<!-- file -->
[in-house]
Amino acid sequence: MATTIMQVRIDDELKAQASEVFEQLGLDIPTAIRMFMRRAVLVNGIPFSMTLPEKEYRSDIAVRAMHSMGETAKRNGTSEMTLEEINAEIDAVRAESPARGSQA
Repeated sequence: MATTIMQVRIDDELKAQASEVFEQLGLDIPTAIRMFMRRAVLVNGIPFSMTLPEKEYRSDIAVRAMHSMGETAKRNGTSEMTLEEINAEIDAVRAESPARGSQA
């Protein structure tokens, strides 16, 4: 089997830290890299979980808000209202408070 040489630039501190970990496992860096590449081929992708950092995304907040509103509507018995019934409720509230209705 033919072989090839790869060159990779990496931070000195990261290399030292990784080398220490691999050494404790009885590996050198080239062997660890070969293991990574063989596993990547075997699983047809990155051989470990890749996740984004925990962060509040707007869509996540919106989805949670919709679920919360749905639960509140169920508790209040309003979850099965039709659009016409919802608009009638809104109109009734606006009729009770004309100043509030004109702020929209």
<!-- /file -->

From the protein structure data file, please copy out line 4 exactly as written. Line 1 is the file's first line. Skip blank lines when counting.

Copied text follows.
């Protein structure tokens, strides 16, 4: 089997830290890299979980808000209202408070 040489630039501190970990496992860096590449081929992708950092995304907040509103509507018995019934409720509230209705 033919072989090839790869060159990779990496931070000195990261290399030292990784080398220490691999050494404790009885590996050198080239062997660890070969293991990574063989596993990547075997699983047809990155051989470990890749996740984004925990962060509040707007869509996540919106989805949670919709679920919360749905639960509140169920508790209040309003979850099965039709659009016409919802608009009638809104109109009734606006009729009770004309100043509030004109702020929209």